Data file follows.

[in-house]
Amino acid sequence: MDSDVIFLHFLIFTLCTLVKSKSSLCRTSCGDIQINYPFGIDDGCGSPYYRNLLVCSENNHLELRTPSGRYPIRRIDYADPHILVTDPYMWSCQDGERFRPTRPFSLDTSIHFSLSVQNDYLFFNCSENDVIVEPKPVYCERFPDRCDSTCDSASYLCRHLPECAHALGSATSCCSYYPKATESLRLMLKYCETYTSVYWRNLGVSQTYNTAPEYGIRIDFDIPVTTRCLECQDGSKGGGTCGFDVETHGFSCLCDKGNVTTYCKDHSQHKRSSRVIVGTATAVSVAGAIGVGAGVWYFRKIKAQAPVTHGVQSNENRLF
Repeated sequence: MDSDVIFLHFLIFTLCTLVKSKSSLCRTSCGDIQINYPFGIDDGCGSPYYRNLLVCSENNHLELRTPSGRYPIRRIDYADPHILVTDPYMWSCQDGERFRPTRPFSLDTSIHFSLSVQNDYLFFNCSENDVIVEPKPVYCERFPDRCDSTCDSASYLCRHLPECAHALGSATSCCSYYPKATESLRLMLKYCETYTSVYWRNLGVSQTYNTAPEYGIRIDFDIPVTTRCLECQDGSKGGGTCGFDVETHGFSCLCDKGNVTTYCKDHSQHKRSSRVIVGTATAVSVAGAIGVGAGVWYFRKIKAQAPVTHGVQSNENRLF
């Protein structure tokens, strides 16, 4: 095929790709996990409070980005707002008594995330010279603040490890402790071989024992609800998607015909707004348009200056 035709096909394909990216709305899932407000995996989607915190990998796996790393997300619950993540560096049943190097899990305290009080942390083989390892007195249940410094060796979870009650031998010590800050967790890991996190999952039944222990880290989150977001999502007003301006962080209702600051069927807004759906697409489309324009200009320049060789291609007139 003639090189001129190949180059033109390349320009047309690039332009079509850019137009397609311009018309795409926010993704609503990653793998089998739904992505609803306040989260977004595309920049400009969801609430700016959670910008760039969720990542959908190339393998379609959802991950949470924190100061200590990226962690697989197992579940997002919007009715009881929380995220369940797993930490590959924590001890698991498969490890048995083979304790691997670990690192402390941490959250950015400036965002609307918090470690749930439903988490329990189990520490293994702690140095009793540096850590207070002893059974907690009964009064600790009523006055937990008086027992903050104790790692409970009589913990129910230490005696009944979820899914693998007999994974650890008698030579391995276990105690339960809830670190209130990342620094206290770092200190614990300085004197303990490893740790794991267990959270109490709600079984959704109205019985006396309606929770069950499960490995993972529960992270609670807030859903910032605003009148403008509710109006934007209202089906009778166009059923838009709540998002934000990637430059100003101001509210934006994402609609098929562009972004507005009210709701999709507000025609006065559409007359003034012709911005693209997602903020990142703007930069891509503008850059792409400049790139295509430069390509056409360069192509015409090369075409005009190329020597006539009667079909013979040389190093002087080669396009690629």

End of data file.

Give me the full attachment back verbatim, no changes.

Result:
[in-house]
Amino acid sequence: MDSDVIFLHFLIFTLCTLVKSKSSLCRTSCGDIQINYPFGIDDGCGSPYYRNLLVCSENNHLELRTPSGRYPIRRIDYADPHILVTDPYMWSCQDGERFRPTRPFSLDTSIHFSLSVQNDYLFFNCSENDVIVEPKPVYCERFPDRCDSTCDSASYLCRHLPECAHALGSATSCCSYYPKATESLRLMLKYCETYTSVYWRNLGVSQTYNTAPEYGIRIDFDIPVTTRCLECQDGSKGGGTCGFDVETHGFSCLCDKGNVTTYCKDHSQHKRSSRVIVGTATAVSVAGAIGVGAGVWYFRKIKAQAPVTHGVQSNENRLF
Repeated sequence: MDSDVIFLHFLIFTLCTLVKSKSSLCRTSCGDIQINYPFGIDDGCGSPYYRNLLVCSENNHLELRTPSGRYPIRRIDYADPHILVTDPYMWSCQDGERFRPTRPFSLDTSIHFSLSVQNDYLFFNCSENDVIVEPKPVYCERFPDRCDSTCDSASYLCRHLPECAHALGSATSCCSYYPKATESLRLMLKYCETYTSVYWRNLGVSQTYNTAPEYGIRIDFDIPVTTRCLECQDGSKGGGTCGFDVETHGFSCLCDKGNVTTYCKDHSQHKRSSRVIVGTATAVSVAGAIGVGAGVWYFRKIKAQAPVTHGVQSNENRLF
């Protein structure tokens, strides 16, 4: 095929790709996990409070980005707002008594995330010279603040490890402790071989024992609800998607015909707004348009200056 035709096909394909990216709305899932407000995996989607915190990998796996790393997300619950993540560096049943190097899990305290009080942390083989390892007195249940410094060796979870009650031998010590800050967790890991996190999952039944222990880290989150977001999502007003301006962080209702600051069927807004759906697409489309324009200009320049060789291609007139 003639090189001129190949180059033109390349320009047309690039332009079509850019137009397609311009018309795409926010993704609503990653793998089998739904992505609803306040989260977004595309920049400009969801609430700016959670910008760039969720990542959908190339393998379609959802991950949470924190100061200590990226962690697989197992579940997002919007009715009881929380995220369940797993930490590959924590001890698991498969490890048995083979304790691997670990690192402390941490959250950015400036965002609307918090470690749930439903988490329990189990520490293994702690140095009793540096850590207070002893059974907690009964009064600790009523006055937990008086027992903050104790790692409970009589913990129910230490005696009944979820899914693998007999994974650890008698030579391995276990105690339960809830670190209130990342620094206290770092200190614990300085004197303990490893740790794991267990959270109490709600079984959704109205019985006396309606929770069950499960490995993972529960992270609670807030859903910032605003009148403008509710109006934007209202089906009778166009059923838009709540998002934000990637430059100003101001509210934006994402609609098929562009972004507005009210709701999709507000025609006065559409007359003034012709911005693209997602903020990142703007930069891509503008850059792409400049790139295509430069390509056409360069192509015409090369075409005009190329020597006539009667079909013979040389190093002087080669396009690629």